Shipwreck Icon West Coast TrailThe Unforgiving Coast is an excellent book which has separate chapters for some of the most tragic shipwrecks in the Pacific Northwest from Oregon to British Columbia. Though only one West Coast Trail shipwreck is found in this book, the Valencia, it is well worth reading as the author brings the story together in a very readable way. One good and bad aspect of the Valencia disaster is the great amount of public attention it garnered in the months and even years after.

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Shipwreck Icon West Coast TrailOf the many shipwrecks along the West Coast Trail the Valencia stands out as shockingly horrific in almost every detail. First the ship wrecked just a few metres from the West Coast of Vancouver Island. She was intentionally driven up on the reef after an initial impact along an underwater ledge a few hundred metres further out. The quick thinking of the caption by crashing on the reef close to shore should have saved everyone, however over the next 36 hours most would die in the most heart wrenching and brutal ways.

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Shipwreck Icon West Coast TrailGreat Shipwrecks of the Pacific Coast by Robert C. Belyk is a wonderful book highlighting many of the most interesting shipwrecks along the Pacific Coast. The book is divided into 10 chapters, each about one remarkable shipwreck. The Valencia appears in the sixth chapter titled: "Valencia: Appointment with Death". Belyk has great, descriptive titles for each chapter, such as "Yankee Blade: Wreck of a Gold Ship".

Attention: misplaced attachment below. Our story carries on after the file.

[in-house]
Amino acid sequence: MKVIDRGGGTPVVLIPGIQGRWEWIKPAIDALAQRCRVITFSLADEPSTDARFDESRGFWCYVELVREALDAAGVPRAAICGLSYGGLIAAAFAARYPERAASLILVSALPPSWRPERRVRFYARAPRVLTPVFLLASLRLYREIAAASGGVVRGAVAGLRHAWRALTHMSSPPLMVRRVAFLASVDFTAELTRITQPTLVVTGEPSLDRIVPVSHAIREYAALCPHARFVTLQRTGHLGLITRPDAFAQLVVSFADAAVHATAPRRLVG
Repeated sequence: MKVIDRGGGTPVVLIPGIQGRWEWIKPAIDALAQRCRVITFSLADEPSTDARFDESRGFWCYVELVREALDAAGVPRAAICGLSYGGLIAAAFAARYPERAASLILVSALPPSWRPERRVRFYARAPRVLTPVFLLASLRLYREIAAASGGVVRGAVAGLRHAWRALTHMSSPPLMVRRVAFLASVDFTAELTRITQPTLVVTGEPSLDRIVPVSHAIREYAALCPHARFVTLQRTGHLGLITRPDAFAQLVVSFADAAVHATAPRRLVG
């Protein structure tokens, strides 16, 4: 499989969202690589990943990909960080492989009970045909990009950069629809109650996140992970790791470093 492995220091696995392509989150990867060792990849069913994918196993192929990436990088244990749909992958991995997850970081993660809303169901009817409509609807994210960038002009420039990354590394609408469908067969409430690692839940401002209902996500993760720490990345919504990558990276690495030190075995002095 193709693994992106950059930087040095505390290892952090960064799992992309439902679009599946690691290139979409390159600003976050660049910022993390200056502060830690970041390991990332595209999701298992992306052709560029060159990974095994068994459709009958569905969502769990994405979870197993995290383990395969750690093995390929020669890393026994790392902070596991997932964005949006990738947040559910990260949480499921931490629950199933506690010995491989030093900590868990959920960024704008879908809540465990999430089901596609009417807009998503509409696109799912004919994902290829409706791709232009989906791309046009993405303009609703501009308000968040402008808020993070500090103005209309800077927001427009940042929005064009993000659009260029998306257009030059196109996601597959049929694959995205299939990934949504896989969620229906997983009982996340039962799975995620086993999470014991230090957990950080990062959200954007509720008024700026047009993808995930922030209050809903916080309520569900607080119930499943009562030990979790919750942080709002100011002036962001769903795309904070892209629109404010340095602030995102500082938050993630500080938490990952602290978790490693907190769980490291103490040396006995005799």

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Shipwreck Icon West Coast Trail"Breakers Ahead!" written by R. Bruce Scott, who began living in Bamfield in 1930 and spent the next few decades pushing for the development of a park on the west coast of Vancouver Island.  After he retired in 1960, he began researching and writing this book, which he hoped would illustrate the interesting history of the coast and encourage its development into a park.  In 1970 his book was published and the West Coast National Park was created.